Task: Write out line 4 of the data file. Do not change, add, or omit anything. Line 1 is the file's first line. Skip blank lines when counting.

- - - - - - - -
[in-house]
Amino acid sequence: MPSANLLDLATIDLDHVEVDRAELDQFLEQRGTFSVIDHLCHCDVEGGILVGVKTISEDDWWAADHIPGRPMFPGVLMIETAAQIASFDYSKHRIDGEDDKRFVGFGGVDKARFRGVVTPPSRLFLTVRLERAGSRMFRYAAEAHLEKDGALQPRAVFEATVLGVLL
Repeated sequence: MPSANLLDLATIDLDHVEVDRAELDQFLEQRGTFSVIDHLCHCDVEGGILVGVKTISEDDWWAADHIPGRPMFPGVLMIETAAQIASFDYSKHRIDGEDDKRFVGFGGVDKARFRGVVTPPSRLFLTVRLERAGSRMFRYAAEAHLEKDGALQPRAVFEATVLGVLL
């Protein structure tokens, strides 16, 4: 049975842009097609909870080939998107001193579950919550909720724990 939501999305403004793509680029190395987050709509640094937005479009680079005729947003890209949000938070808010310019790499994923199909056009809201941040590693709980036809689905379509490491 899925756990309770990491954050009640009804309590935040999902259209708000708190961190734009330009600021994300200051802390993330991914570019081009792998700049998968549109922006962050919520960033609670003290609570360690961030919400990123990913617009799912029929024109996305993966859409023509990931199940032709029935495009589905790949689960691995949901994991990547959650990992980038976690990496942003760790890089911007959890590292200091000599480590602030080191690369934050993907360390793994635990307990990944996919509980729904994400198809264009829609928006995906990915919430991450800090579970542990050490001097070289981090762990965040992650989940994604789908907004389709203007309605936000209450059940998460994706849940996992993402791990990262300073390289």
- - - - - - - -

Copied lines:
């Protein structure tokens, strides 16, 4: 049975842009097609909870080939998107001193579950919550909720724990 939501999305403004793509680029190395987050709509640094937005479009680079005729947003890209949000938070808010310019790499994923199909056009809201941040590693709980036809689905379509490491 899925756990309770990491954050009640009804309590935040999902259209708000708190961190734009330009600021994300200051802390993330991914570019081009792998700049998968549109922006962050919520960033609670003290609570360690961030919400990123990913617009799912029929024109996305993966859409023509990931199940032709029935495009589905790949689960691995949901994991990547959650990992980038976690990496942003760790890089911007959890590292200091000599480590602030080191690369934050993907360390793994635990307990990944996919509980729904994400198809264009829609928006995906990915919430991450800090579970542990050490001097070289981090762990965040992650989940994604789908907004389709203007309605936000209450059940998460994706849940996992993402791990990262300073390289």